Thirty-five never-treated chronic schizophrenia patients with long-term illness (ranging from 5 to 48 years), 20 illness-duration-matched risperidone monotherapy patients, 20 illness-duration-matched clozapine monotherapy patients and 55 healthy controls (HC) were included and assessed using a single GE MR scanner. The diagnosis of schizophrenia was determined with the consensus of two psychiatrists using the Structured Interview for the DSM-IV (SCID). Illness onset was evaluated by the Nottingham Onset Schedule23 with the information provided by the patients, other family members, and other sources. Patients with a duration of illness longer than 5 years were defined as “chronic”24,25. Symptom severity assessment was carried out using the Positive and Negative Syndrome Scale (PANSS)26 on the same day as MRI scanning. This study was approved by the Institutional Review Board, and written informed consent was obtained from each participant.

Never-treated chronic schizophrenia patients were identified from the community Mental Health Screening Program, aiming to identify and provide psychiatric care to individuals with serious but untreated mental illness. Most of these never-treated patients are over 40 years old and were typically recruited from rural or suburban areas within 35 km of downtown Chengdu and Zigong city in Western China. Based on available retrospective information, 9 of these patients had developed acute psychosis after significant life trauma, such as the loss of a close relative or parental marital difficulties. The other 26 patients had a gradual and insidious onset of symptoms. Twenty-one had no involvement in any employment. Fourteen were able to care for themselves in many activities of daily living. Most of the never-treated patients had 6 years of primary education, while the antipsychotic-treated patients had 9 years of education in China. These never-treated patients had not previously received any antipsychotic drug treatment for a variety of reasons, but all of the patients had been well taken care of by their families since the onset of their illness.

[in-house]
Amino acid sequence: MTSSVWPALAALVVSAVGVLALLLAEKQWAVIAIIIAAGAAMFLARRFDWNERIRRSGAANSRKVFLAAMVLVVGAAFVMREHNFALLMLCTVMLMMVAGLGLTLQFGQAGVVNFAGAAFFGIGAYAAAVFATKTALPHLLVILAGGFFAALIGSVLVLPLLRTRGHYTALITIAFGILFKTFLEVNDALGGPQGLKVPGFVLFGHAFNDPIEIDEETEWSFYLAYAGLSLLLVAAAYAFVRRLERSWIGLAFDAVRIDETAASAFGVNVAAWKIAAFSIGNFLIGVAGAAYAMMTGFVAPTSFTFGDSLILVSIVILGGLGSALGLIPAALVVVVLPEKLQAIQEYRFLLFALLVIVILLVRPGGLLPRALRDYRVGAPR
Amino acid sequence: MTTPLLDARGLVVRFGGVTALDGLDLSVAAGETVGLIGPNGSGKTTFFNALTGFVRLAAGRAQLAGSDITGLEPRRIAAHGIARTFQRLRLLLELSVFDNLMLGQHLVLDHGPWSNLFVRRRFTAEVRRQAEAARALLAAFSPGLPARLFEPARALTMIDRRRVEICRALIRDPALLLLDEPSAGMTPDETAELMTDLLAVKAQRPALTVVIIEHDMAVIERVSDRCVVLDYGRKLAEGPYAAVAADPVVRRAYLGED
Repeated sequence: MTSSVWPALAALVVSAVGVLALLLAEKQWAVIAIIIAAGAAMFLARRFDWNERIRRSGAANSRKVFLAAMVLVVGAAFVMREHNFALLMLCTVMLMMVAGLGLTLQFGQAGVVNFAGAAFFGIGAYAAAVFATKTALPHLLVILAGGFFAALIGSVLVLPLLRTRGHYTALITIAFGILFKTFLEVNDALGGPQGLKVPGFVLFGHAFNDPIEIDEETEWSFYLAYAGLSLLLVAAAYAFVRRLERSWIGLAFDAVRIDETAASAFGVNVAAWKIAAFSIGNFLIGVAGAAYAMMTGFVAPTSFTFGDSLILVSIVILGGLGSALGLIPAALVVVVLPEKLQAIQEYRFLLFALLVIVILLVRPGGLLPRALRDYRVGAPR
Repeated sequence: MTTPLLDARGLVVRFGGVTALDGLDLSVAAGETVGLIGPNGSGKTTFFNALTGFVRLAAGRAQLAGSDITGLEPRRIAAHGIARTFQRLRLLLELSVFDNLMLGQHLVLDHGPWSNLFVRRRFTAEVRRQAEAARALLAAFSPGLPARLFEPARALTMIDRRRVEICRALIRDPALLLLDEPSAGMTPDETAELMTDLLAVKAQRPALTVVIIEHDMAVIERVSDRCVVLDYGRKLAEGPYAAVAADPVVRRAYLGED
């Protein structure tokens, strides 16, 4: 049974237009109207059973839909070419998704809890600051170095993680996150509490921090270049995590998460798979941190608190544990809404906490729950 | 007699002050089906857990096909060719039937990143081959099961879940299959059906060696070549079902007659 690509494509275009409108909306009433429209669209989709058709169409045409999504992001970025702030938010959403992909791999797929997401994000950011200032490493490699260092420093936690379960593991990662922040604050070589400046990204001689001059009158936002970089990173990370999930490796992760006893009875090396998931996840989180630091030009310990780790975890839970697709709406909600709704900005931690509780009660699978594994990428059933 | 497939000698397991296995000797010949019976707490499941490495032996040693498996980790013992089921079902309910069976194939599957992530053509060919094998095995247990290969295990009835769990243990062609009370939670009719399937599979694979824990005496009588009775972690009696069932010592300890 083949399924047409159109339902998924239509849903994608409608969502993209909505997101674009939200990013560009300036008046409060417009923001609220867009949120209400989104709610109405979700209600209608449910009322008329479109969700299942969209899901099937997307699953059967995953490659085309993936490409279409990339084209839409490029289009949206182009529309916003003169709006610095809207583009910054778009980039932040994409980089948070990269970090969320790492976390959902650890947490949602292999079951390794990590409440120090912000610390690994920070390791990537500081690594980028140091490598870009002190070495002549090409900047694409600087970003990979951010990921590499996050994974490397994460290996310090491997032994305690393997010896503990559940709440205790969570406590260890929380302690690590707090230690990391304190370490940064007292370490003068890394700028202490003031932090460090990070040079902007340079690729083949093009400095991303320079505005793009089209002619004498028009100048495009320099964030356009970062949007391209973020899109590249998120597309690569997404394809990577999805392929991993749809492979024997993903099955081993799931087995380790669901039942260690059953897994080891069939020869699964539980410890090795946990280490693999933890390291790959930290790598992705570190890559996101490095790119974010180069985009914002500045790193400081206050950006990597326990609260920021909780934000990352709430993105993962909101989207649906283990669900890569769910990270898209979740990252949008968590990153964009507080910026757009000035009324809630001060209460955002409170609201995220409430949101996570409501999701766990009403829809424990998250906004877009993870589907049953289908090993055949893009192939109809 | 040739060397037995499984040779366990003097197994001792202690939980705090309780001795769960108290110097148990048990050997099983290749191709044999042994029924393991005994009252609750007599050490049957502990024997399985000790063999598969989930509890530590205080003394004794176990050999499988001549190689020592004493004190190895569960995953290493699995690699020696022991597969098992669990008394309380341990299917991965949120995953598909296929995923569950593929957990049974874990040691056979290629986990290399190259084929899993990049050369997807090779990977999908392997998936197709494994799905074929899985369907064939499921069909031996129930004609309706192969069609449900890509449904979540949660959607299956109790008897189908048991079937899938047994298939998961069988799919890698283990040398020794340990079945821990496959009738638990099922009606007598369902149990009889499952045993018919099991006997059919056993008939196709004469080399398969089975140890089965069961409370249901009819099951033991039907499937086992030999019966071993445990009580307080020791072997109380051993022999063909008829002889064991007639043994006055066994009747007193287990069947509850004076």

The treated patients were recruited from the same or nearby communities and had received antipsychotic treatment relatively consistently beginning early in the course of their illness. The patients had been treated with risperidone or clozapine, and no patient had switched to another antipsychotic in the previous 5 years. The dose of antipsychotic medication was converted to chlorpromazine (CPZ) equivalents23,27.

Healthy control subjects (HC, n = 55) were recruited to match the patient groups from poster advertisements in the local area of patients, and they had similar socioeconomic and educational backgrounds. All controls were screened using the SCID-Non-Patient Version to confirm the lifetime absence of psychiatric and neurological illnesses, and all participants were right-handed.

The exclusion criteria for patients and healthy controls were as follows: (1) contraindication for MRI examination, (2) another axis I psychiatric disorder, (3) any neurological disorder, (4) lifetime drug or alcohol abuse or dependency, and (5) pregnancy or significant systemic illness, such as hepatitis or cardiovascular disease. MR images of all participants were inspected by an experienced neuroradiologist to exclude subjects with visible brain abnormalities.

Data acquisition